“You’ve made your bed, now lie in it.” Though clichéd, what better way to describe Sam Moore’s Unmade Beds, a play about self-reflection and the repercussions of the past? The morning after a one-night stand, Nick (Joel Stanley) and Carol (Caroline Dehn) find themselves staying and talking to each other instead of hastily saying their goodbyes. Carol is cynical about love and a bit rough around the edges, while Nick is relatively naïve and more of a romantic at heart, but despite their differences, they somehow can’t bring themselves to leave. Sharing personal stories brings their most intimate fears to the surface and forces them to confront their pasts.
The Burton Taylor Studio is perfect for a play dealing with such intimate issues because its small size lends itself to a simple set— in this case, just a couch, a table, and a messy filing cabinet. Similarly, the lighting was very consistent throughout (one dramatic lighting change notwithstanding). Without many bells and whistles in terms of set design, the audience had no choice but to focus on the actors and their dialogue.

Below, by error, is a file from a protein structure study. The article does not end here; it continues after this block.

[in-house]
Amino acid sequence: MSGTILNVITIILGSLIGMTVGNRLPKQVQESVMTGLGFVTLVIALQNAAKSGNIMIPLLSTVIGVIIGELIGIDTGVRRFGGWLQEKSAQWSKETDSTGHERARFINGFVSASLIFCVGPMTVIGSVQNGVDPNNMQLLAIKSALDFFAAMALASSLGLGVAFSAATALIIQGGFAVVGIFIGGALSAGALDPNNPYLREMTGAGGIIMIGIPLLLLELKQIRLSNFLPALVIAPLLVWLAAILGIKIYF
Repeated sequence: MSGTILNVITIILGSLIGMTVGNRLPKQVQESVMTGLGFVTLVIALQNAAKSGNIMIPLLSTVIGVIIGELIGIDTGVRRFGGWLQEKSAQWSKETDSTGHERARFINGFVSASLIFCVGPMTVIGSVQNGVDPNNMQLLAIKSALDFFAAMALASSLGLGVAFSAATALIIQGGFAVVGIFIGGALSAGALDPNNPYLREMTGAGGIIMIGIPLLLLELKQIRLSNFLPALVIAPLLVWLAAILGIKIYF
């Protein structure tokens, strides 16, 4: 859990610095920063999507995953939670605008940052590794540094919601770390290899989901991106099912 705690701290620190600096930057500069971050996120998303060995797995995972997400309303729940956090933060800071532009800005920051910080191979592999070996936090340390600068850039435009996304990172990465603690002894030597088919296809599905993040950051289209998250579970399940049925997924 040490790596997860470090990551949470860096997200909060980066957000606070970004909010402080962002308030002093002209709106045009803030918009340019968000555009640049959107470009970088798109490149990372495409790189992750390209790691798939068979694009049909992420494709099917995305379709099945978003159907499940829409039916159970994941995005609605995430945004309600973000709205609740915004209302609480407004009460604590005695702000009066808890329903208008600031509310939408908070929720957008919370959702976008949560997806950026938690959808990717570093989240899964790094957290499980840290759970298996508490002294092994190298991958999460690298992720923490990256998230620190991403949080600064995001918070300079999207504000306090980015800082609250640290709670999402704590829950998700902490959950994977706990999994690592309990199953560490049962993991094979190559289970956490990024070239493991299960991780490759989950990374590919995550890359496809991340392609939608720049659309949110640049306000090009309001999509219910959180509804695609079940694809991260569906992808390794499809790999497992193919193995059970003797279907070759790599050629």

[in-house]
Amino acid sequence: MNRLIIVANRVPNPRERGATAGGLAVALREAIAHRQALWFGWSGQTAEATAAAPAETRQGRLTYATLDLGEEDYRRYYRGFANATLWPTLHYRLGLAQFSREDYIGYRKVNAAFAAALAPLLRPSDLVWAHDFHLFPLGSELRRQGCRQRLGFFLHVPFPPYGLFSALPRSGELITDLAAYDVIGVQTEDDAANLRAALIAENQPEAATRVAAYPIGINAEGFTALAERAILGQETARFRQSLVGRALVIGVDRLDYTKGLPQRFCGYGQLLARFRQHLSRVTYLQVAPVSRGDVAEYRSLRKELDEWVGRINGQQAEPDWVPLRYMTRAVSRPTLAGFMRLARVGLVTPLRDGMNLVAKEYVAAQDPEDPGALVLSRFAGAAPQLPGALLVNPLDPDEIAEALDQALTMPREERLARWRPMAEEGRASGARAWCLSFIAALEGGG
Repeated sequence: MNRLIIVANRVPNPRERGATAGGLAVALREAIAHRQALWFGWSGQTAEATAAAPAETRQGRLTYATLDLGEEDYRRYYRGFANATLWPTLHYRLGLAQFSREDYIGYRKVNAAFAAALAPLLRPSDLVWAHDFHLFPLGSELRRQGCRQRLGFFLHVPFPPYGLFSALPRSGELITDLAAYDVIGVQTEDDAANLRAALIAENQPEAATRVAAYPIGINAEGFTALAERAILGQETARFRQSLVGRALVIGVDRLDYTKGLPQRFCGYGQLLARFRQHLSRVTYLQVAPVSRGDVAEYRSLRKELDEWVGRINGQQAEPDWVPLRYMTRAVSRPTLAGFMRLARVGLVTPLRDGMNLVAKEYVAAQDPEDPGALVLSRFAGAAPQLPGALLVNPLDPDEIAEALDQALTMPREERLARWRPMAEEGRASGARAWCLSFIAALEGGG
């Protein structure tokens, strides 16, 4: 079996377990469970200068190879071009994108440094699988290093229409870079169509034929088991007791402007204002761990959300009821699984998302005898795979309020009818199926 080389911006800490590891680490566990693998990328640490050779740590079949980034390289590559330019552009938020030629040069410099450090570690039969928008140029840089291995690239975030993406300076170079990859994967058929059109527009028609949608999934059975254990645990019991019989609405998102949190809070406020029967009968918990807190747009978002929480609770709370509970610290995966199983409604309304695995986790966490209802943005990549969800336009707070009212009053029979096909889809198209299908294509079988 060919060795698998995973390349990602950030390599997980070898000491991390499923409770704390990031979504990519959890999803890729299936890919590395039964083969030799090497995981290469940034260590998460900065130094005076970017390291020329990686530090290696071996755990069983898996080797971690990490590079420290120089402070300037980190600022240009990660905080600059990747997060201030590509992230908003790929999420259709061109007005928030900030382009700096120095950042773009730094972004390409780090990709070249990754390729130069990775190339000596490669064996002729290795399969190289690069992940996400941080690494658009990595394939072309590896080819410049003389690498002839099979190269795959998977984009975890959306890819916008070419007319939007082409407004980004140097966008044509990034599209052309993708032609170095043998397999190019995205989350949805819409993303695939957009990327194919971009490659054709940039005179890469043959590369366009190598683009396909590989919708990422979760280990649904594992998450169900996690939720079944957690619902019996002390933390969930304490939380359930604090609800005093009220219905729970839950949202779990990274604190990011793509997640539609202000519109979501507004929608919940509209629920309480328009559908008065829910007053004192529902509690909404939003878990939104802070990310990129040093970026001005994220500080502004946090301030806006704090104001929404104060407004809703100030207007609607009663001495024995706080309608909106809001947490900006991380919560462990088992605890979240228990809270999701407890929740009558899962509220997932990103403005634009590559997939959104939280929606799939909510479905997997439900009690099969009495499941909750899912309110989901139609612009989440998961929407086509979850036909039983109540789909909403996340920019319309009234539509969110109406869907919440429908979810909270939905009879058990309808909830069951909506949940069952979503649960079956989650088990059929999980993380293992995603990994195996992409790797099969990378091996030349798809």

Playwright Sam Moore should be commended for this piece of new writing that accurately portrays the inner thoughts of young adults still trying to understand themselves. Although the conversation felt awkward and a bit repetitive at times, perhaps that made it even more realistic, given the circumstances – even after spending the night together, the two characters are still little more than strangers, after all.
Although Unmade Beds definitely has room for improvement, it is a strong showing whose best aspects are its universal themes. More than a play about sex, it is about coming to terms with the past and the transition to adulthood. No matter how many regrets and insecurities we harbour, Unmade Beds suggests that we can find comfort in unexpected places and that the future can still be hopeful.